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Floyd Mayweather Got Secret Injection, But USADA Says ‘So What?’

Posted on 09/12/2015

By Ivan G. Goldman

It turns out that Floyd Mayweather was given a secret, massive injection of chemicals the day before his May 2 super-fight with Manny Pacquiao.


Such shots break generally accepted anti-doping rules because they can mask the presence of other chemicals in the athlete’s system, including performance-enhancing drugs.

Mayweather’s silent fixer/advisor Al Haymon, the Godfather of boxing, saw to it that the U.S. Anti Doping Agency was paid an extremely generous $150,000 for handling blood and urine testing for the fight. That’s approximately ten times the amount it would normally get. Mayweather’s own company handled the promotion and hired the testing agency for both fighters.

USADA is privately operated, and Haymon is one of its best customers.

USADA retroactively said that what Mayweather did was okay, but it kept it quiet. It didn’t inform the Nevada commission for three weeks. Nor did it inform Team Pacquiao. The commission wasn’t even told whether USADA was on site to test the ingredients.

All this information can be gleaned from the massive, quite thorough investigative piece by Thomas Hauser that just appeared in SB Nation and was written about on this site by Sean Crose. Almost every year without fail Hauser wins first prize in the investigative category from the Boxing Writers Association of America, and it looks like he’s done it again in 2015.

USADA says everything’s on the up and up, and it objects to Hauser’s article, but its denials are mostly general in nature. It more or less says he doesn’t know what he’s writing about, but it has a hard time pinpointing inaccuracies. It also says it follows standard practices set by the World Anti-Doping Agency, which prohibits such injections.

Meanwhile Pacquiao, who, alas, failed to pay USADA $150,000, didn’t get much help when he requested a pain-relieving injection for an injured right shoulder that his team had somehow forgot to tell the state commission about. The team did inform USADA though, and USADA chose not to share that information with the state commission, which refused the injection. Now Pacquiao says he got screwed even worse than he thought, and he’s demanding a rematch.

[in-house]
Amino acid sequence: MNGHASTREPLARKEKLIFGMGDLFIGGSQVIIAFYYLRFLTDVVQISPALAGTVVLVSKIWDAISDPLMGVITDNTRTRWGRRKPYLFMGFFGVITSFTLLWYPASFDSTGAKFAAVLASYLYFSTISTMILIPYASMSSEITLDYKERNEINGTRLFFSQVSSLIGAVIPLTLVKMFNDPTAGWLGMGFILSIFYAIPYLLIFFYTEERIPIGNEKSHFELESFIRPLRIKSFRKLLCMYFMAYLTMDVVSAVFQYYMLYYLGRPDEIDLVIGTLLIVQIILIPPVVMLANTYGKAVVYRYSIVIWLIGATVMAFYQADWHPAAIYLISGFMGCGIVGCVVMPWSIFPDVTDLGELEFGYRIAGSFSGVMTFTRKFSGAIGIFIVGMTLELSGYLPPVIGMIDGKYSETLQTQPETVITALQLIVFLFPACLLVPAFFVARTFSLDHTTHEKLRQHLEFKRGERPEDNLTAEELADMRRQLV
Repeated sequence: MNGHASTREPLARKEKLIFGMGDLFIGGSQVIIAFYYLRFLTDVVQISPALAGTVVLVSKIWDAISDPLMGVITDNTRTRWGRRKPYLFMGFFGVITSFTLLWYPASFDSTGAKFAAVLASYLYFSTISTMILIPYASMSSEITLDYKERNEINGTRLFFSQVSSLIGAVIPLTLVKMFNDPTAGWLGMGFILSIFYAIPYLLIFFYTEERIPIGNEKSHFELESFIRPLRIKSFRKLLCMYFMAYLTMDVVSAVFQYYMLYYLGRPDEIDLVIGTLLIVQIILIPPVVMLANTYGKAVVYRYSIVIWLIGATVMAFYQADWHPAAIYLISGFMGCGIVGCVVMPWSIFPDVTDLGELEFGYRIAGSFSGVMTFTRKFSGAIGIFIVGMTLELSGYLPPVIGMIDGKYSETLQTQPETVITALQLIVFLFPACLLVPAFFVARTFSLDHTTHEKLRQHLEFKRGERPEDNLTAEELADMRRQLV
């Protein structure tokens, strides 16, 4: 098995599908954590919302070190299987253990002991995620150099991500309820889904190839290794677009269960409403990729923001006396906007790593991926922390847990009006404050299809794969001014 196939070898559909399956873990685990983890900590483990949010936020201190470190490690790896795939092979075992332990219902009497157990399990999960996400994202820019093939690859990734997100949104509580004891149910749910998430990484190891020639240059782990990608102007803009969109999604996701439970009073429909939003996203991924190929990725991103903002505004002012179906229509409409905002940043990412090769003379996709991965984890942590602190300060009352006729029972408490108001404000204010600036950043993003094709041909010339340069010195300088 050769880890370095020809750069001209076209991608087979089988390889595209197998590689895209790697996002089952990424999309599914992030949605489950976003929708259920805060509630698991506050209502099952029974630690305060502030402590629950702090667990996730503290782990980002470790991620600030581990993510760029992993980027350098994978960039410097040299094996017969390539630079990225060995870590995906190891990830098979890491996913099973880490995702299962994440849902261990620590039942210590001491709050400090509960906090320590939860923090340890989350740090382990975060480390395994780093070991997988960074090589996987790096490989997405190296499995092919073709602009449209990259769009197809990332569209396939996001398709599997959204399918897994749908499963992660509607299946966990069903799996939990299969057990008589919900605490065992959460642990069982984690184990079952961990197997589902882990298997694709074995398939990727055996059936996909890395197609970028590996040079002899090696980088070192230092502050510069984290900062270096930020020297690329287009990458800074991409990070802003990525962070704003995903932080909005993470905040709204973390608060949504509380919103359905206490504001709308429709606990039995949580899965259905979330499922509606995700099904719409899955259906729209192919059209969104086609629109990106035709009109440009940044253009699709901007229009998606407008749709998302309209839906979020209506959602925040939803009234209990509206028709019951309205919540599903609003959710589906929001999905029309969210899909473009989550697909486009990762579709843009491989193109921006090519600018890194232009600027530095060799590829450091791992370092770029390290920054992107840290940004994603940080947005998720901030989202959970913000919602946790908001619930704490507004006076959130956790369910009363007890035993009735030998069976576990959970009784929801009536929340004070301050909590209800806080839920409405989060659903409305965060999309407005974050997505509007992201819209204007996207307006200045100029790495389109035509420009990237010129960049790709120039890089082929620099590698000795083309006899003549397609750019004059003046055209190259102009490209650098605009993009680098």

The shot or shots from two separate mixes that were administered to Floyd equaled about 16 percent of the blood normally present in an average adult male. His team said the mixes contained saline and vitamins to help him overcome the dehydration he endured to make the 147-pound weight limit. Fighters are supposed to rehydrate by consuming water and nutritionally helpful substances the old-fashioned way, by swallowing.

USADA is a nonprofit entity, which means it pays no federal income tax. However, that doesn’t mean it works for free. Nonprofit status doesn’t prevent an organization from paying its executives generous salaries and expenses and granting other nice perks.

Hauser cited other USADA inconsistencies regarding its handling of Erik Morales, who tested positive prior to his 2012 match with Danny Garcia. The match proceeded anyway. If you want to know why, I suggest you read Hauser’s article because the answer requires lots and lots of snore-mongering details.

VADA, the Voluntary Anti-Doping Agency headed by Dr. Margaret Goodman, is generally considered more thorough than USADA. Goodman, who used to be a ring physician for the Nevada commission, is one of the foremost PEDs experts in the world and squeaky clean. Mayweather and Haymon prefer USADA, which numbers the U.S. Olympic Committee among its clients.

Of course there’s lots of irony in all this. Mayweather once had to settle out of court with Pacquiao after he accused the Philippines congressman of indulging in secret chemistry and couldn’t back it up with any evidence. It’s hard to write about specifics because you can be sued for repeating a libel. Mayweather also issued a denial saying he didn’t say the things we heard him say.

Boxing articles should be about boxing, not chemicals.

I disagree with fans clamoring for a rematch. A crummy fight shouldn’t be repeated, especially after the first fight demanded a record $100 for high-def pay-per-view and both teams profited mightily from the carefully calculated scalping of tickets for seats in the MGM Grand in Las Vegas. The two fighters and their teams were hugely overpaid.

If they want to do it again that’s fine, but only if they agree they’ve lost all pay-per-view privileges.

Ivan G. Goldman’s 5th novel The Debtor Class is a ‘gripping …triumphant read,’ says Publishers Weekly. A future cult classic with ‘howlingly funny dialogue,’ says Booklist. Available now from Permanent Press wherever fine books are sold. Goldman is a New York Times best-selling author.

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